Immunological observations and transcriptomic analysis of trimester-specific full-term placentas from three Zika virus-infected women

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Immunological observations and transcriptomic analysis of trimester-specific full-term placentas from three Zika virus-infected women
Title:
Immunological observations and transcriptomic analysis of trimester-specific full-term placentas from three Zika virus-infected women
Other Titles:
Clinical and Translational Immunology
Keywords:
Publication Date:
05 November 2019
Citation:
Lum, F.‐M., Narang, V., Hue, S., Chen, J., McGovern, N., Rajarethinam, R., Tan, J.J., Amrun, S.N., Chan, Y.‐H., Lee, C.Y., Chua, T.‐K., Yee, W.‐X., Yeo, N.K., Tan, T.‐C., Liu, X., Haldenby, S., Leo, Y.‐s., Ginhoux, F., Chan, J.K., Hiscox, J., Chong, C.‐Y. and Ng, L.F. (2019), Immunological observations and transcriptomic analysis of trimester‐specific full‐term placentas from three Zika virus‐infected women. Clin Transl Immunol, 8: e01082. doi:10.1002/cti2.1082
Abstract:
Objectives: Effects of Zika virus (ZIKV) infection on placental development during pregnancy are unclear. Methods: Full‐term placentas from three women, each infected with ZIKV during specific pregnancy trimesters, were harvested for anatomic, immunologic and transcriptomic analysis. Results: In this study, each woman exhibited a unique immune response with raised IL‐1RA, IP‐10, EGF and RANTES expression and neutrophil numbers during the acute infection phase. Although ZIKV NS3 antigens co‐localised to placental Hofbauer cells, the placentas showed no anatomic defects. Transcriptomic analysis of samples from the placentas revealed that infection during trimester 1 caused a disparate cellular response centred on differential eIF2 signalling, mitochondrial dysfunction and oxidative phosphorylation. Despite these, the babies were delivered without any congenital anomalies. Conclusion: These findings should translate to improve clinical prenatal screening procedures for virus‐infected pregnant patients.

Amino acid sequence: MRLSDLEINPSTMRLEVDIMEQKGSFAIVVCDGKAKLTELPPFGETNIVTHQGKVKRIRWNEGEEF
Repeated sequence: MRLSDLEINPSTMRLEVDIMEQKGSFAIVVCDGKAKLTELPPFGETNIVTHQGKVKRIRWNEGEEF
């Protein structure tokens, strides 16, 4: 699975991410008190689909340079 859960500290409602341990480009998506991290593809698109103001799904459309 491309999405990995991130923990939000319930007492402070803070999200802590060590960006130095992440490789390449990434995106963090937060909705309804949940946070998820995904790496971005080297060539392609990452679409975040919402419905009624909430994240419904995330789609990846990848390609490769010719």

License type:
http://creativecommons.org/licenses/by/4.0/
Funding Info:
This work was supported by the Singapore Biomedical Research Council [BMRC; core research grants to the Singapore Immunology Network (SIgN)] and the BMRC and Singapore Agency for Science, Technology, and Research–led Zika Virus Consortium Fund (project 15/1/82/27/001). SIgN immuno-monitoring and flow cytometry platforms are supported by the Immuno-monitoring Service Platform (ISP) grant, NRF2017_SISFP09, and BMRC transition funds #H16/99/b0/011. This work was also partly funded by the National Institute for Health Research Health Protection Research Unit (NIHR HPRU) in Emerging and Zoonotic Infections at University of Liverpool in partnership with Public Health England (PHE), in collaboration with Liverpool School of Tropical Medicine.
Description:
ISSN:
2050-0068
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